The state of Oregon is the first to report out on their January legal sports betting handle and if their numbers are any indication of what is to come, more records should fall across the nation. According to the Oregon Lottery January figures released on Wednesday, the state is off to a good start for 2021 with the potential for even brighter days ahead.
While Oregon’s Lottery-based betting platform set a handle-record in January, it has largely struggled to gain much traction in the state since its launch in October 2019. But news that the state may move its regulatory duties from the Oregon Lottery to the Oregon Racing Commission would end the underwhelming single-vendor model that has been allowed to exist. It means that some much-needed sports betting provider competition could be coming soon to the state of Oregon.
First, January’s numbers
January’s sports betting menu was bolstered by a full slate of NBA and NHL action as well as always-crucial NFL playoff games. There was plenty for bettors in the state to sink their teeth into in January. According to the Oregon Lottery, $34.9 million in legal bets was taken in during January – an increase of 29.5% from December when about $27 million was reported. It is easily a record for the state of Oregon. Gross Gaming Revenues came in at $3.9 million which represents another sharp increase – 26.9% over December’s $3 million. January’s revenues still fell short of the record $4.1 million in revenues from November.
Things Are Going to Have to Change
As of now, Oregon bettors only have two choices for legal sports wagering in their state – the state lottery’s Scoreboard mobile app and 2 tribal retail casinos where in-person only betting takes place. That single-vendor lottery model has been holding the state down in terms of its sports betting potential and keeping bettors away.
There are a number of US legal sports betting states that have adopted a similar Lottery model… and each can be described as underwhelming so far. Each started out as a single-vendor model with state Lotteries in control of regulation of their platforms.
Washington, DC, Montana, Rhode Island, New Hampshire and Oregon have all taken the Lotteries approach with regard to their legal sports betting platform and each has had their share of issues. Uncompetitive odds from the Lottery corps., technical issues and related lack of sign-ups for their legal sports betting brand have been a reality in those states.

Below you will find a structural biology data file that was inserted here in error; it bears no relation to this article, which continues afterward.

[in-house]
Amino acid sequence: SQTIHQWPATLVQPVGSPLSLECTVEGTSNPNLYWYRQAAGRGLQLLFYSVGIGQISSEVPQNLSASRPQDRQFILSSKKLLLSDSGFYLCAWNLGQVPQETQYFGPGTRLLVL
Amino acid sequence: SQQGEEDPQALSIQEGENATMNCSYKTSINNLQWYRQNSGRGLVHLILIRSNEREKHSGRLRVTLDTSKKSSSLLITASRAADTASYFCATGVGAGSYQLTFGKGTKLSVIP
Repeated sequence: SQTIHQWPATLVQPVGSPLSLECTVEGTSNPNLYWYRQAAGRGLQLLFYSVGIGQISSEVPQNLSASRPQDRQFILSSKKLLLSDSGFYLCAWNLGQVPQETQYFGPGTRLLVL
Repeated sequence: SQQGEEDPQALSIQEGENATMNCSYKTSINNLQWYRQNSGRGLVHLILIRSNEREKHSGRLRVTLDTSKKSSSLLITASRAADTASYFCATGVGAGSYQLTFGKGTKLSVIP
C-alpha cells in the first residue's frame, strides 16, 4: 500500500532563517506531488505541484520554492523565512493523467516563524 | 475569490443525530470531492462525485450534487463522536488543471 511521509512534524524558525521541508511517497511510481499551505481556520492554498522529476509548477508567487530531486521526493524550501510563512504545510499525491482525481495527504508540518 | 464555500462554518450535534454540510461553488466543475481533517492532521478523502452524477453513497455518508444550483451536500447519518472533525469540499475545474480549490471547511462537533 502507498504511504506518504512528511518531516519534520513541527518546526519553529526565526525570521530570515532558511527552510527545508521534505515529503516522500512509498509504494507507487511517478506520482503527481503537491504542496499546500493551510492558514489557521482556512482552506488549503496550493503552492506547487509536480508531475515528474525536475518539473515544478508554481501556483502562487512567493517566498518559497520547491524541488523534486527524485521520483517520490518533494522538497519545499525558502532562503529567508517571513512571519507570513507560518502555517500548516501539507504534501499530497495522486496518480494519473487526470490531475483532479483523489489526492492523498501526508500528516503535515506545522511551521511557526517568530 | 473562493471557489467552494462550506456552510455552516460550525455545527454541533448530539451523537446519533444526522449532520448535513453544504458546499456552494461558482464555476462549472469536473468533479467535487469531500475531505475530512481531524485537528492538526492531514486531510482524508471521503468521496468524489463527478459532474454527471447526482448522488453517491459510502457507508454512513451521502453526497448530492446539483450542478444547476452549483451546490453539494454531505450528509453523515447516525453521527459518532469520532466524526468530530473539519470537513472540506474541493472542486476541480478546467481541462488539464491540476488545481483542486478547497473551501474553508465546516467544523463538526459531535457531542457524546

Governor Kate Brown has introduced legislation to move Oregon away from a single state-sponsored app to a competitive market. While still short on details, HB 2127, if passed, will drastically change the way legal sports betting is regulated in the state.
Under the new bill, the Oregon Racing Commission would take control of the legal sports betting platform in Oregon and invite some much-needed competition to the market. Not only would it bring choice to Oregon bettors, but it would also bring top-tier, high-profile and attractive providers, ones that Oregon bettors have been missing out on since their platform went live.
More providers would bring more licensing fees and bring more reluctant bettors into the fold. College sports betting would be permitted under the new bill, opening up a whole new menu of wagering opportunities for bettors in the state.
Righting the Wrongs
Despite Oregon setting a sports betting record in January, the state still lingers near the bottom in terms of yearly handle and revenues for participating legal sports betting states. Just $263 million in bets has been reported since October 2019 with less than $23 million in sports betting revenues over that span.
In the first six months of operation, the mobile betting scene in Oregon reported a $2 million loss in revenue despite almost $6 million in net revenue.
It is hoped that competition will bring with it a new attitude for the legal sports betting industry in Oregon as well as some more accountability. The single-vendor model clearly isn’t working. At least the Governor and legislators appear to be trying to right that wrong.